Pfiz­er im­press­es car­dio crowd with mor­tal­i­ty and hos­pi­tal­iza­tion rates for tafamidis in AT­TR-CM -- but Al­ny­lam quick­ly blasts back

Pfiz­er has scored the kind of po­ten­tial­ly game-chang­ing piv­otal da­ta for tafamidis in rare cas­es of transthyretin amy­loid car­diomy­opa­thy that an­a­lysts have been on the look­out for. And the phar­ma gi­ant is rolling out an ex­pand­ed ac­cess pro­gram for AT­TR-CM pa­tients now — just as a ri­val ther­a­py from Al­ny­lam is hit­ting the mar­ket for the first time.

Re­searchers to­day fol­lowed up pos­i­tive top-line da­ta with the news that tafamidis spurred a 30% drop in mor­tal­i­ty risk along with a 32% re­duc­tion in the risk of car­dio-re­lat­ed hos­pi­tal­iza­tion.  That’s good enough to win over a key crowd of top an­a­lysts, but you can bet that there will be plen­ty of ques­tions to­day as every­one hunts for the dev­il in the de­tail. And Al­ny­lam wast­ed no time in rais­ing doubts about the da­ta, which is like­ly go­ing to re­lieve in­vestors fret­ting over the com­pe­ti­tion.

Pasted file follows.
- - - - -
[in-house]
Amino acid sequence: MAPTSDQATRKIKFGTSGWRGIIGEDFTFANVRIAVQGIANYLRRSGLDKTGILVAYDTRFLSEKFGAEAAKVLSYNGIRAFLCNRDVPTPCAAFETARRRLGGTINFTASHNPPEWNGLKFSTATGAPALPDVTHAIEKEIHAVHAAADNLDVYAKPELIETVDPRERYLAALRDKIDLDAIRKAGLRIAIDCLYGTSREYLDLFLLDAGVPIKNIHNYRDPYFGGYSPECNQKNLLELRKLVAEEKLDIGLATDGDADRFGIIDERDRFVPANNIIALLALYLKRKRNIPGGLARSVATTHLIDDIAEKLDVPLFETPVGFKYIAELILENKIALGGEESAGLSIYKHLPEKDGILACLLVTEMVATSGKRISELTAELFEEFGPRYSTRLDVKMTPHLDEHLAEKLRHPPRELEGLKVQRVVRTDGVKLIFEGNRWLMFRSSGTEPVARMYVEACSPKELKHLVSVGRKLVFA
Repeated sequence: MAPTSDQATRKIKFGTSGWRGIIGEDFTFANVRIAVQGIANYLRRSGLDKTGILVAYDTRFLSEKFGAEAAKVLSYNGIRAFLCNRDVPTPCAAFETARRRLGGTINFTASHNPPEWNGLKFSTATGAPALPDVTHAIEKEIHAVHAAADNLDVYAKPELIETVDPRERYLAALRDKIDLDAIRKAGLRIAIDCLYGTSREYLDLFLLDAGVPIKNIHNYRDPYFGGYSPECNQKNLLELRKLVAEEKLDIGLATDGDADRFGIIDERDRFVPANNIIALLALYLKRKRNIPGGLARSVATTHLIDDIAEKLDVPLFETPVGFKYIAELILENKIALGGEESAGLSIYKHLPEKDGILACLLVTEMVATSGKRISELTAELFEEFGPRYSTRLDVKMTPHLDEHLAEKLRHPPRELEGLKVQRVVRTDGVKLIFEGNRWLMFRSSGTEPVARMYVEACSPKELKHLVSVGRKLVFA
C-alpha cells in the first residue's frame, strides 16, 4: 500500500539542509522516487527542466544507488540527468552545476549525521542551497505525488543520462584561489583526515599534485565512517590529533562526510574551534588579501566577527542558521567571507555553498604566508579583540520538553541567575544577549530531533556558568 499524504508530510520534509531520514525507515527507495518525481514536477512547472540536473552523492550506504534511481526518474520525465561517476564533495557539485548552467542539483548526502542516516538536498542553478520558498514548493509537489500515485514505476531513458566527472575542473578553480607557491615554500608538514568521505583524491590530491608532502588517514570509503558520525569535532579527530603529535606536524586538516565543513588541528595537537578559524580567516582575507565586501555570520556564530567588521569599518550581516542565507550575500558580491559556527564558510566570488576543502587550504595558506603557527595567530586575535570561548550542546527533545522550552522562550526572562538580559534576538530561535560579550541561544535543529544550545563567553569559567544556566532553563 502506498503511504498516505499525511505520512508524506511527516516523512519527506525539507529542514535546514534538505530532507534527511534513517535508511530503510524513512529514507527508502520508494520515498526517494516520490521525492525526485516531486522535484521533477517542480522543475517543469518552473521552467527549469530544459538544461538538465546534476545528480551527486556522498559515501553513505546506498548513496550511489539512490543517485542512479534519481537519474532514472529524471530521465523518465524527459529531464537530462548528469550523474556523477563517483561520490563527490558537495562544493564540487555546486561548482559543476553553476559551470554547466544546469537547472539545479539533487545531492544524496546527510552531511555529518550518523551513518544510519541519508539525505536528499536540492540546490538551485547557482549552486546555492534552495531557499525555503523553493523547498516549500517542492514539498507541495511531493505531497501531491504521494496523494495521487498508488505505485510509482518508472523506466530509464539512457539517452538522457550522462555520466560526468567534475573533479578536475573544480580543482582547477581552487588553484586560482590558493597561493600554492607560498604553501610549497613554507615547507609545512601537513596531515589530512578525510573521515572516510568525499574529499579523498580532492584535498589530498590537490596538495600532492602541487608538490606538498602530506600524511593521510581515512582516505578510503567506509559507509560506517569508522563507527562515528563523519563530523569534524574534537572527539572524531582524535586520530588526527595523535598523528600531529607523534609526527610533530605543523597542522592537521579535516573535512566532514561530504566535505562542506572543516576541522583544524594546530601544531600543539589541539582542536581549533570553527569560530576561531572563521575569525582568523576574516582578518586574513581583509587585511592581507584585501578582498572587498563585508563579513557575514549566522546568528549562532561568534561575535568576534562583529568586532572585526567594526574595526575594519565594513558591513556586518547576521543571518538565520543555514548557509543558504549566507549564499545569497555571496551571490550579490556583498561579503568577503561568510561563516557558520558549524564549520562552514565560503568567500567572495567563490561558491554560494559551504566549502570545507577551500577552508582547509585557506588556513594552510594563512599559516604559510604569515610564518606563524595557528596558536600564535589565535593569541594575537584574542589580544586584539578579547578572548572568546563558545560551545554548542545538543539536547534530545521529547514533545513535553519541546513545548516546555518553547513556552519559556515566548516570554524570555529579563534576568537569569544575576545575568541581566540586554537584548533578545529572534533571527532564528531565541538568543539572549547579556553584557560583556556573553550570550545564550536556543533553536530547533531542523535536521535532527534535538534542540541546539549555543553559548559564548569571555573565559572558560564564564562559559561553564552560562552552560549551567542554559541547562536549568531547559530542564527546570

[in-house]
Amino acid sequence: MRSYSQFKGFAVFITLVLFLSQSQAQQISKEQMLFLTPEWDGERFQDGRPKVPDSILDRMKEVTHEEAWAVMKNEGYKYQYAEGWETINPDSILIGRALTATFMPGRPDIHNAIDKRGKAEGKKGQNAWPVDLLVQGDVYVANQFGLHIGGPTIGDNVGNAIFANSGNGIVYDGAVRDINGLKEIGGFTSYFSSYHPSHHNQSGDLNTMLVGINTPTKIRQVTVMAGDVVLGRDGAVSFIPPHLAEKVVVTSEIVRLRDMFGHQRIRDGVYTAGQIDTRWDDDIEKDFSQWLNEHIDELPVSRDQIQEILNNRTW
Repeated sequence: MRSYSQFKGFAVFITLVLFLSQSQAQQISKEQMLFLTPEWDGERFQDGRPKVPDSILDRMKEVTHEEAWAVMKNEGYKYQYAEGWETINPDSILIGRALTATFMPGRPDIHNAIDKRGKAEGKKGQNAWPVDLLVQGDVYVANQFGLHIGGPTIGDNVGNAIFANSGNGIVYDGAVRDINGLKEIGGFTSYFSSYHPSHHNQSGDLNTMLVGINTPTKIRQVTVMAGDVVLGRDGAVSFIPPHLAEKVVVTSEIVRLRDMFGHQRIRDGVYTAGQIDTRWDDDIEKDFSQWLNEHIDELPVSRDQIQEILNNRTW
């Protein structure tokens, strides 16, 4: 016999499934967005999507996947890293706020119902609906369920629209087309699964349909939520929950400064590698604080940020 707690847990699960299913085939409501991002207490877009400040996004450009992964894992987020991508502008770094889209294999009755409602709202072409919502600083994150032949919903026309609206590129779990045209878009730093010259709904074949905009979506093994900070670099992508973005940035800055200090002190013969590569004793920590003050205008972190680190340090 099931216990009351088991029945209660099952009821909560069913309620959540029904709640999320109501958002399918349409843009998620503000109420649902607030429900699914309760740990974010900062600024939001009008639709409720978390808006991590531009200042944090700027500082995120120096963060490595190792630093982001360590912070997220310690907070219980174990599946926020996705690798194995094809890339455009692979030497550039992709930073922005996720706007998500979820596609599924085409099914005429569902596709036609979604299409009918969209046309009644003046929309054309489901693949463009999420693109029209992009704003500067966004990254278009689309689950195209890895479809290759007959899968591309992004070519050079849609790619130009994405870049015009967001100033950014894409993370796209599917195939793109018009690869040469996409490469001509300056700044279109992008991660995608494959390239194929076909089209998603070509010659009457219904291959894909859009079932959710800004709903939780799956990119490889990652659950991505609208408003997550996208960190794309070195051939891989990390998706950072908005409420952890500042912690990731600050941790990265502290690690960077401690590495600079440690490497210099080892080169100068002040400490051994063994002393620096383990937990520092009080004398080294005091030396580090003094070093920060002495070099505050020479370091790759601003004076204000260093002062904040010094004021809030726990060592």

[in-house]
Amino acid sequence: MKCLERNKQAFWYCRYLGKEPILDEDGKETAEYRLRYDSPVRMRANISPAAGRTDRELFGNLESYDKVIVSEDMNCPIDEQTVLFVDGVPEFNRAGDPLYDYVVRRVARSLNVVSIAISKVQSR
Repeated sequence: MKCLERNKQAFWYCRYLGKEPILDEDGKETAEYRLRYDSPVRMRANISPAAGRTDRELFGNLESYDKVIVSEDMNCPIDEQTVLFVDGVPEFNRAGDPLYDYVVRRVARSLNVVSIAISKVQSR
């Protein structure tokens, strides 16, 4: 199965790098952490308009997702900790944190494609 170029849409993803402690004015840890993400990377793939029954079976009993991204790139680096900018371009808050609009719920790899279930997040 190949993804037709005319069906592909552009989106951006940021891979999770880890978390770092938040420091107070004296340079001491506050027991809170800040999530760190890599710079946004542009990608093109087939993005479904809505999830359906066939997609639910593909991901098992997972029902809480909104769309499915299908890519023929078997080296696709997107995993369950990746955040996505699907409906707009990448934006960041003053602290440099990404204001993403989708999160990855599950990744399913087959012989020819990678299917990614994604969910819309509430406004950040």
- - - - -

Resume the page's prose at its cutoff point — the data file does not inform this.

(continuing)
Cred­it Su­isse an­a­lysts ear­li­er not­ed that “even a mod­est im­prove­ment in mor­tal­i­ty (10% to 15%) would be fa­vor­able.” Any­thing 20% to 25% could prove to be a game-chang­er, they added, in a field where a land­mark RNAi ther­a­py from Al­ny­lam is about to hit the mar­ket and an­oth­er — less at­trac­tive — ther­a­py from Akcea and Io­n­is is like­ly right be­hind it.

The da­ta al­so hit a sec­ondary on an im­prove­ment in the re­duc­tion of per­for­mance in the 6-minute walk test along with an im­prove­ment in qual­i­ty of life scores.